TMS320C6X architecture - processor, peripherals, 3 level memory, various internal buses
32 bit program address bus
256 bit program data bus
2, 32 bit data address bus
2, 64bit load data bus
2,64 bit store data bus
• The TMS320C6711 is a ﬂoating-point processor
based on the
• VLIW architecture .
• Internal memory includes a two-level cache
architecture with 4kB of level 1 program cache
(L1P), 4kB of level 1 data cache (L1D), and 64kB of
RAM or level 2 cache for data/program allocation
• It has a direct interface to both synchronous
memories and asynchronous memories
• On-chip peripherals include two multichannel buffered serial ports
(McBSPs),two timers, a 16-bit host port interface (HPI), and a 32-bit
external memory interface (EMIF).
• It requires 3.3V for I/O and 1.8V for the core (internal).
• Internal buses
– 32-bit program address bus
– 256-bit program data bus (eight 32-bit instructions),
– two 32-bit data address buses,
– two 64-bit data buses
– two 64-bit store data buses.
• With a 32-bit address bus, the total memory space is 2^32
• = 4GB, including four external memory spaces: CE0, CE1, CE2, and
3-Access level of Memory Map
1. L1 Memory
-Program Cache & Data Cache
-Size : PC(4Kbyte), DC(4Kbyte)
2. L2 Memory
- Size : 64Kbyte
- Program & Data
3. L3 Memory
• Independent memory banks on the C6x allow for two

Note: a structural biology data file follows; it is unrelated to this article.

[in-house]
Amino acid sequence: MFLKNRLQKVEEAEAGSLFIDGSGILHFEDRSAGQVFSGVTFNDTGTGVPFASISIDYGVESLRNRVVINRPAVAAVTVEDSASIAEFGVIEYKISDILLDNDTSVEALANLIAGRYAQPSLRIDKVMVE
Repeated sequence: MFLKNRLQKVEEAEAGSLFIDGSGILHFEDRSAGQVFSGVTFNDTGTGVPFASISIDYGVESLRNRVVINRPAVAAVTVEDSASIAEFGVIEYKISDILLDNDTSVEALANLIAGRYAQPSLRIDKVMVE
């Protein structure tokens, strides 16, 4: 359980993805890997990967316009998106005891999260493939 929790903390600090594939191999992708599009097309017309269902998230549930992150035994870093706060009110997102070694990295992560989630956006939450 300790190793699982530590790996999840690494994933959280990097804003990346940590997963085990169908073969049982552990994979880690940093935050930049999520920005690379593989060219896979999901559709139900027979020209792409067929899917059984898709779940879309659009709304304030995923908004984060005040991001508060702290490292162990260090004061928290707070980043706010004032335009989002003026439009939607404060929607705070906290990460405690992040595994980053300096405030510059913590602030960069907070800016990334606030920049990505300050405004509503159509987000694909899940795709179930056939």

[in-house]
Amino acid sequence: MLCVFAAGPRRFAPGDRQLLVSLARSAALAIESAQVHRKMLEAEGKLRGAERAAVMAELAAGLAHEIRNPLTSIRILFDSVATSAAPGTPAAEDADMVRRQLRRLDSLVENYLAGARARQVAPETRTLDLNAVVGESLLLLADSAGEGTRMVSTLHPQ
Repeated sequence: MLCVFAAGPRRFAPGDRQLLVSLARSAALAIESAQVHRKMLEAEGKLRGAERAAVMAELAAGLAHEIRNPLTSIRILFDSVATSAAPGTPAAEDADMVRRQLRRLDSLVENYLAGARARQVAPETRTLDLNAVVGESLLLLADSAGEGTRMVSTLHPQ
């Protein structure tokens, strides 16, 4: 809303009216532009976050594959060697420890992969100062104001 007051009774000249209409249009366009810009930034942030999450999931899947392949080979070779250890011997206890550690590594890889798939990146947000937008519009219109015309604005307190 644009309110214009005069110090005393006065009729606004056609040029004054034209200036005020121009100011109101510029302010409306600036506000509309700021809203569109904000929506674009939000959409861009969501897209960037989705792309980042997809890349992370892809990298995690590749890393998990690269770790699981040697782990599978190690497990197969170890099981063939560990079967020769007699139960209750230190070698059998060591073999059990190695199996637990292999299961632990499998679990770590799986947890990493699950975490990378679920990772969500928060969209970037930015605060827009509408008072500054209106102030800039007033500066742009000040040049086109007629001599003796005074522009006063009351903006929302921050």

memory accesses within one instruction cycle.
• Two independent memory banks can be accessed using
two independent buses.
• Two loads or two stores instructions can be performed
• No conﬂict results if the data accessed are in different
• Separate buses for program, data, and direct memory
access (DMA) allow the C6x to perform concurrent
program fetches, data read and write, and DMA
• C6x has a byte-addressable memory space.
• Internal memory is organized as separate
program and data memory spaces, with two 32-
bit internal ports (two 64-bit ports with the C64x)
to access internal memory.
• With a clock of 150MHz onboard the DSK, one
can ideally achieve two multiplies and
accumulates per cycle, for a total of 300 million
multiplies and accumulates (MACs) per second.
• With six of the eight functional units capable
of handling ﬂoating-point operations, it is
possible to perform 900 million ﬂoating-point
operations per second (MFLOPS).
• 1200 million instructions per second (MIPS)
• The CPU consists of eight independent functional
units divided into two data paths
• Each path has a unit for
– multiply operations (.M),
– logical and arithmetic operations (.L),
– branch, bit manipulation, and arithmetic operations
– loading/storing and arithmetic operations (.D).
• The .S and .L units are for arithmetic, logical, and
• All data transfers make use of the .D units.